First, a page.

Artemis (ar?te-mis), in Greek mythology, goddess of the hunt. She was the
daughter of ZEUS and Leto and the twin sister of APOLLO. Artemis is associated
with chastity, marriage, children, wildlife, and, as a complement to the sun god
Apollo, with the moon. The Romans identified her with DIANA.
Atalanta (at?e-lan?te), in Greek mythology, fleet huntress who joined the
Calydonian boar hunt (see MELEAGER). She demanded that each of her suitors
race her, the winner to be rewarded with marriage, the losers to die. Hippomenes
finally won her by dropping three golden apples that she stopped to retrieve.
Athena (e-the?ne) or Pallas Athena, in Greek mythology, one of the most important
OLYMPIAN deities, sprung from the forehead of ZEUS. She was the goddess of
war and peace, a patron of arts and crafts, a guardian of cities (notably Athens),
and the goddess of wisdom. Her most important temple was the PARTHENON and
her primary festival the Panathenaea. A virgin goddess, Athena is represented in
art as a stately figure, armored, and wielding her breastplate, the aegis. The
Romans identified her with MINERVA.
Atlas (at?les), in Greek mythology, a TITAN. After the defeat of the Titans by the
OLYMPIANS, he was condemned to hold the sky upon his shoulders for all
Cerberus (s?r?beres), in Greek mythology, many-headed dog with a mane and a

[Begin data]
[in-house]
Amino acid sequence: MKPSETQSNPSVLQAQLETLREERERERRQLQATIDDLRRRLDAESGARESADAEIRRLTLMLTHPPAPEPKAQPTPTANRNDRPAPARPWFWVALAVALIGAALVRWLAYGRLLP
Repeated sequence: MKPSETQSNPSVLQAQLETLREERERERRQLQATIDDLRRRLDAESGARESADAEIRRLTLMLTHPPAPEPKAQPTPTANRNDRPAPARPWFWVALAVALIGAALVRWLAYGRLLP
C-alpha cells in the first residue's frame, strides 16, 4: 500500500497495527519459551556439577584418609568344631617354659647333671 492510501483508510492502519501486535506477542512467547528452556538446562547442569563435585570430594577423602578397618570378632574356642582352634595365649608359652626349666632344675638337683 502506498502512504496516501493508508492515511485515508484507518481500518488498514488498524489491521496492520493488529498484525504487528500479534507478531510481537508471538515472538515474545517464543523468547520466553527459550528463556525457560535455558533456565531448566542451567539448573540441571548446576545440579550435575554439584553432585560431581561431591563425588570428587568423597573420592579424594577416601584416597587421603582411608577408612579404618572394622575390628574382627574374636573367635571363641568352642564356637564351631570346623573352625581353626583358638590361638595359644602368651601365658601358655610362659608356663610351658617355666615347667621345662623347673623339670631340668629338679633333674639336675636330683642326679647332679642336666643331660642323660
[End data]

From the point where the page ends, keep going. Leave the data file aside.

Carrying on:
tail of snakes; guardian of HADES. One of the 12 labors of HERCULES was to
Chaos (ka?os?), in Greek mythology, the vacant, unfathomable space from which
everything arose. In the OLYMPIAN myth GAEA sprang from Chaos and became
the mother of all things.
Cronus (kro?nes) or Kronos, in Greek myth, the youngest TITAN; son of URANUS
and GAEA. He led the Titans in a revolt against Uranus and ruled the world. By his
sister RHEA, he fathered the great gods?ZEUS, POSEIDON, DEMETER, HERA,
HADES, and HESTIA. Fated to be overthrown by one of his children, he tried
unsuccessfully to destroy them. Zeus later led the OLYMPIAN gods in defeating
him in a battle, described by HESIOD, called the Titanomachy. Cronus is equated
with the Roman god SATURN.
Cybele (sib?e-le), in ancient Asiatic religion, GREAT MOTHER OF THE GODS.
The chief centers of her early worship were Phrygia and Lydia. In the 5th cent.